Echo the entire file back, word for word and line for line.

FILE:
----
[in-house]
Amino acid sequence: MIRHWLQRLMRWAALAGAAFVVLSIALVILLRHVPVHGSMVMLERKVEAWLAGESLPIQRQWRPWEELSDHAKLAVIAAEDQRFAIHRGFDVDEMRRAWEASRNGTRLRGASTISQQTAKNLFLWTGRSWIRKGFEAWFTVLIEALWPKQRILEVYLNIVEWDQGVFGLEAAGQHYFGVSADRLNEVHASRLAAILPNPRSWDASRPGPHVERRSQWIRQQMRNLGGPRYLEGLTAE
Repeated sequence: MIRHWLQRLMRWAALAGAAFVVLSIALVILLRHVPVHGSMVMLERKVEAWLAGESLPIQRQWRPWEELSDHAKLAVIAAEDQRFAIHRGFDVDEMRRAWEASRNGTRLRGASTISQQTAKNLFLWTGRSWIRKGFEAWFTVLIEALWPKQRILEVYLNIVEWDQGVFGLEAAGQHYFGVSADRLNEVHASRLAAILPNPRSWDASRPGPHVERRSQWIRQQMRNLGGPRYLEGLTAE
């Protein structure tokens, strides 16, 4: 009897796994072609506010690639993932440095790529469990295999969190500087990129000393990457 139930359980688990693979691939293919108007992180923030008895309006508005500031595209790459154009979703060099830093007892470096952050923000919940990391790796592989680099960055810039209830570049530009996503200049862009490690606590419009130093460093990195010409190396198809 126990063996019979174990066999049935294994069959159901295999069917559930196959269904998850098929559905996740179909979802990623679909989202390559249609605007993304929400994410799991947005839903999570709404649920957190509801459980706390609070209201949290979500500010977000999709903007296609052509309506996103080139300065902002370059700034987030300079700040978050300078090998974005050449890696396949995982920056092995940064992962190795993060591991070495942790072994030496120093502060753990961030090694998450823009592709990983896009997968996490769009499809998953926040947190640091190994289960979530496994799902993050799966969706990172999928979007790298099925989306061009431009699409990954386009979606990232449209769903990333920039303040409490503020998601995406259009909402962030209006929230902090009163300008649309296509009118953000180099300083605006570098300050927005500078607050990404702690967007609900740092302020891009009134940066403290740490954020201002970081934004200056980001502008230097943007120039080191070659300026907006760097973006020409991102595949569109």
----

[in-house]
Amino acid sequence: MIRHWLQRLMRWAALAGAAFVVLSIALVILLRHVPVHGSMVMLERKVEAWLAGESLPIQRQWRPWEELSDHAKLAVIAAEDQRFAIHRGFDVDEMRRAWEASRNGTRLRGASTISQQTAKNLFLWTGRSWIRKGFEAWFTVLIEALWPKQRILEVYLNIVEWDQGVFGLEAAGQHYFGVSADRLNEVHASRLAAILPNPRSWDASRPGPHVERRSQWIRQQMRNLGGPRYLEGLTAE
Repeated sequence: MIRHWLQRLMRWAALAGAAFVVLSIALVILLRHVPVHGSMVMLERKVEAWLAGESLPIQRQWRPWEELSDHAKLAVIAAEDQRFAIHRGFDVDEMRRAWEASRNGTRLRGASTISQQTAKNLFLWTGRSWIRKGFEAWFTVLIEALWPKQRILEVYLNIVEWDQGVFGLEAAGQHYFGVSADRLNEVHASRLAAILPNPRSWDASRPGPHVERRSQWIRQQMRNLGGPRYLEGLTAE
């Protein structure tokens, strides 16, 4: 009897796994072609506010690639993932440095790529469990295999969190500087990129000393990457 139930359980688990693979691939293919108007992180923030008895309006508005500031595209790459154009979703060099830093007892470096952050923000919940990391790796592989680099960055810039209830570049530009996503200049862009490690606590419009130093460093990195010409190396198809 126990063996019979174990066999049935294994069959159901295999069917559930196959269904998850098929559905996740179909979802990623679909989202390559249609605007993304929400994410799991947005839903999570709404649920957190509801459980706390609070209201949290979500500010977000999709903007296609052509309506996103080139300065902002370059700034987030300079700040978050300078090998974005050449890696396949995982920056092995940064992962190795993060591991070495942790072994030496120093502060753990961030090694998450823009592709990983896009997968996490769009499809998953926040947190640091190994289960979530496994799902993050799966969706990172999928979007790298099925989306061009431009699409990954386009979606990232449209769903990333920039303040409490503020998601995406259009909402962030209006929230902090009163300008649309296509009118953000180099300083605006570098300050927005500078607050990404702690967007609900740092302020891009009134940066403290740490954020201002970081934004200056980001502008230097943007120039080191070659300026907006760097973006020409991102595949569109």